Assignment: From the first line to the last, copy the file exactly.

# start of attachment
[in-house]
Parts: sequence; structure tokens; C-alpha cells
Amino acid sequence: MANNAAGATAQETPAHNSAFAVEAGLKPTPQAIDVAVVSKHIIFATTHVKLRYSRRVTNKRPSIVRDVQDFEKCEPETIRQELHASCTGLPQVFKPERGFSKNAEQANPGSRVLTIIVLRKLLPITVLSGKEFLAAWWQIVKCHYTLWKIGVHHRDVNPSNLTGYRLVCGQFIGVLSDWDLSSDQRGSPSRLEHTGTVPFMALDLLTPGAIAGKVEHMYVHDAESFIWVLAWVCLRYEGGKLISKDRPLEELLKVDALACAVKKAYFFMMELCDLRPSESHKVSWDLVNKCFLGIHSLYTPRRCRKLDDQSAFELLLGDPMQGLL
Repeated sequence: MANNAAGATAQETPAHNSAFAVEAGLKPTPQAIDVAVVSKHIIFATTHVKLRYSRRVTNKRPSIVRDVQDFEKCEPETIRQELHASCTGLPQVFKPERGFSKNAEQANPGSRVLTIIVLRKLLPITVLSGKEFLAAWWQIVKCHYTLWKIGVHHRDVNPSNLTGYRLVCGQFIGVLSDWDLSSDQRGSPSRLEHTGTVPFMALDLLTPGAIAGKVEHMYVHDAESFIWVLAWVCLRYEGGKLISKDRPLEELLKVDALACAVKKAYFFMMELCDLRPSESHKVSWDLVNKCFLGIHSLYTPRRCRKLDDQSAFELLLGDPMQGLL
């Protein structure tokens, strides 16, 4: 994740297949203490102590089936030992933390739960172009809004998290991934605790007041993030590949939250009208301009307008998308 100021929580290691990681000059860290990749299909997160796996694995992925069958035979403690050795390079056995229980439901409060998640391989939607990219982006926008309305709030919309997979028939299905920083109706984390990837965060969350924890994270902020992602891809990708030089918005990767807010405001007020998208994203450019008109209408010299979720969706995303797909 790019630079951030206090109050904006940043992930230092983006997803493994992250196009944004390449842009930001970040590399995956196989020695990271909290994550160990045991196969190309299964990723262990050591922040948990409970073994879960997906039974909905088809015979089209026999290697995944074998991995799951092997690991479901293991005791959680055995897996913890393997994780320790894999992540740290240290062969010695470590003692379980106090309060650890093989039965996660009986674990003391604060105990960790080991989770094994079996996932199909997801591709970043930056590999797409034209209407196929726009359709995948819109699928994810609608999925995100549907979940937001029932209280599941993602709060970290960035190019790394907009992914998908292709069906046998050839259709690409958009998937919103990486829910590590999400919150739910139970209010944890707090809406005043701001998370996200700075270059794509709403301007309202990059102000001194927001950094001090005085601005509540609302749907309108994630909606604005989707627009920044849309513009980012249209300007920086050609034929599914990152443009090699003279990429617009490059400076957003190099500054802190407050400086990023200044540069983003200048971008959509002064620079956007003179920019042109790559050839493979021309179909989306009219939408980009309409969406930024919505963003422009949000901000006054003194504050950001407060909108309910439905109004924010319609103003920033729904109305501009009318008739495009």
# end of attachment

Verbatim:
[in-house]
Parts: sequence; structure tokens; C-alpha cells
Amino acid sequence: MANNAAGATAQETPAHNSAFAVEAGLKPTPQAIDVAVVSKHIIFATTHVKLRYSRRVTNKRPSIVRDVQDFEKCEPETIRQELHASCTGLPQVFKPERGFSKNAEQANPGSRVLTIIVLRKLLPITVLSGKEFLAAWWQIVKCHYTLWKIGVHHRDVNPSNLTGYRLVCGQFIGVLSDWDLSSDQRGSPSRLEHTGTVPFMALDLLTPGAIAGKVEHMYVHDAESFIWVLAWVCLRYEGGKLISKDRPLEELLKVDALACAVKKAYFFMMELCDLRPSESHKVSWDLVNKCFLGIHSLYTPRRCRKLDDQSAFELLLGDPMQGLL
Repeated sequence: MANNAAGATAQETPAHNSAFAVEAGLKPTPQAIDVAVVSKHIIFATTHVKLRYSRRVTNKRPSIVRDVQDFEKCEPETIRQELHASCTGLPQVFKPERGFSKNAEQANPGSRVLTIIVLRKLLPITVLSGKEFLAAWWQIVKCHYTLWKIGVHHRDVNPSNLTGYRLVCGQFIGVLSDWDLSSDQRGSPSRLEHTGTVPFMALDLLTPGAIAGKVEHMYVHDAESFIWVLAWVCLRYEGGKLISKDRPLEELLKVDALACAVKKAYFFMMELCDLRPSESHKVSWDLVNKCFLGIHSLYTPRRCRKLDDQSAFELLLGDPMQGLL
């Protein structure tokens, strides 16, 4: 994740297949203490102590089936030992933390739960172009809004998290991934605790007041993030590949939250009208301009307008998308 100021929580290691990681000059860290990749299909997160796996694995992925069958035979403690050795390079056995229980439901409060998640391989939607990219982006926008309305709030919309997979028939299905920083109706984390990837965060969350924890994270902020992602891809990708030089918005990767807010405001007020998208994203450019008109209408010299979720969706995303797909 790019630079951030206090109050904006940043992930230092983006997803493994992250196009944004390449842009930001970040590399995956196989020695990271909290994550160990045991196969190309299964990723262990050591922040948990409970073994879960997906039974909905088809015979089209026999290697995944074998991995799951092997690991479901293991005791959680055995897996913890393997994780320790894999992540740290240290062969010695470590003692379980106090309060650890093989039965996660009986674990003391604060105990960790080991989770094994079996996932199909997801591709970043930056590999797409034209209407196929726009359709995948819109699928994810609608999925995100549907979940937001029932209280599941993602709060970290960035190019790394907009992914998908292709069906046998050839259709690409958009998937919103990486829910590590999400919150739910139970209010944890707090809406005043701001998370996200700075270059794509709403301007309202990059102000001194927001950094001090005085601005509540609302749907309108994630909606604005989707627009920044849309513009980012249209300007920086050609034929599914990152443009090699003279990429617009490059400076957003190099500054802190407050400086990023200044540069983003200048971008959509002064620079956007003179920019042109790559050839493979021309179909989306009219939408980009309409969406930024919505963003422009949000901000006054003194504050950001407060909108309910439905109004924010319609103003920033729904109305501009009318008739495009």